It’s rare to find a film that can walk the line between scrutinising these human struggles and capturing the bright and vibrant moments of daily life. In these moments of humour and levity, Mike Leigh’s Life is Sweet comes to mind.
Ken Loach’s Sorry We Missed You isn’t quite up to that standard. But if it’s any indication of its competence, I was thoroughly depressed after the movie ended.
So what does this mean for Singaporeans?
Maybe it means tipping your Grab driver a little extra during this CB. Not complaining when your meal arrives a little colder or later than you would’ve liked. Overall, just being more aware of the human being and family behind the button we push on our phones.
On a broader level, the film raises questions on what things we should be optimising for. Is it more productivity? Speed? Convenience? Should this come at the cost of human dignity and relationships?
Because our attention and care for our loved ones is one of the rare things that can’t scale. There’s no measurable return on investment on time spent with our parents, sons, or daughters. It shows up in other ways.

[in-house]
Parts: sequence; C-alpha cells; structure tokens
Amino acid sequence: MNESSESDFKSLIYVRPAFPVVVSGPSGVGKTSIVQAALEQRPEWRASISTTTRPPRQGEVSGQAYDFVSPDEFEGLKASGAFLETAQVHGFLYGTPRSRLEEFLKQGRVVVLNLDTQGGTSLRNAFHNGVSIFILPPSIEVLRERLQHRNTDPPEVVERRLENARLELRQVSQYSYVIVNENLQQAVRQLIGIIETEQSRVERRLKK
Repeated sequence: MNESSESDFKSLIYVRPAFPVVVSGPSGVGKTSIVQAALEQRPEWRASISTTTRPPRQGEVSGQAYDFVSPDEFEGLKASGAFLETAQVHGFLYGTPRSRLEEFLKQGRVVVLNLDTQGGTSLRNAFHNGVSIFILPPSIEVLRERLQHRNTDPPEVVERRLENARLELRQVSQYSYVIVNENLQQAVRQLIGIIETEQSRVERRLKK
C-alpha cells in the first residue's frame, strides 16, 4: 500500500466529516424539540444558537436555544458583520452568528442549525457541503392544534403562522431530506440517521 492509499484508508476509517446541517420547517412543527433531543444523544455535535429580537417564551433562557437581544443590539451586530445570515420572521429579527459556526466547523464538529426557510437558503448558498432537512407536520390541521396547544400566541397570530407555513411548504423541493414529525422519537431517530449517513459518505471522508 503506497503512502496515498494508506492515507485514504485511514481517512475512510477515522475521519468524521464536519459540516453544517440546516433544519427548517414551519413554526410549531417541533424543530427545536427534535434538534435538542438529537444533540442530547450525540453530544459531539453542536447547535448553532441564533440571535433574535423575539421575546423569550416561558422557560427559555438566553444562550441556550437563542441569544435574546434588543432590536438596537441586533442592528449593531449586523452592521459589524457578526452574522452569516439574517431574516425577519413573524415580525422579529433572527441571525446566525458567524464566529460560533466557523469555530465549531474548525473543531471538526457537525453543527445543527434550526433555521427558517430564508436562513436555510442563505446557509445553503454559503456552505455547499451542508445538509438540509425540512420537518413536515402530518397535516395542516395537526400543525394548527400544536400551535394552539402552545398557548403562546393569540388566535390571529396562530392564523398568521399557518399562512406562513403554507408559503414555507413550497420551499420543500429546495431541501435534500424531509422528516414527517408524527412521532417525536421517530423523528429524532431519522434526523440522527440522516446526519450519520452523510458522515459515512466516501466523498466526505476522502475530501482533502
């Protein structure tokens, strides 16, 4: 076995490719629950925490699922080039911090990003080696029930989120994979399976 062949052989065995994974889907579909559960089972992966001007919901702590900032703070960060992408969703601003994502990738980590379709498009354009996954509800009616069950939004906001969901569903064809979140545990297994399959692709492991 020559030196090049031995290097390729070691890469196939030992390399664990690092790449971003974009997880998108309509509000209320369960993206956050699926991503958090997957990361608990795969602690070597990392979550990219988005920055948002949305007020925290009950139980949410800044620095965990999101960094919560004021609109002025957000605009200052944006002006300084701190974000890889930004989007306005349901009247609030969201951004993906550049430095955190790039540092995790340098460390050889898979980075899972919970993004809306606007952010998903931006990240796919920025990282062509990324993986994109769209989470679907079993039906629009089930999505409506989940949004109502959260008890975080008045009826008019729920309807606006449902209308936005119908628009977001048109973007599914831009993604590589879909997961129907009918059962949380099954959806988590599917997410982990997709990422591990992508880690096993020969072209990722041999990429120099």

We can either appreciate these moments while they last, or it’s gone. We’ve missed it. And there’s no note to be left on the doorstep that can bring us back again.
Support a local business this weekend.
‘Sorry We Missed You’ is available for VOD streaming until June 1st. The proceeds will be split 50-50 between The Projector Singapore and local distributor Anticipate Pictures. Also consider signing up for a Projector membership or other gifts. This is not a sponsored post, btw.
Have your own thoughts on the gig economy? Tell us at firstname.lastname@example.org.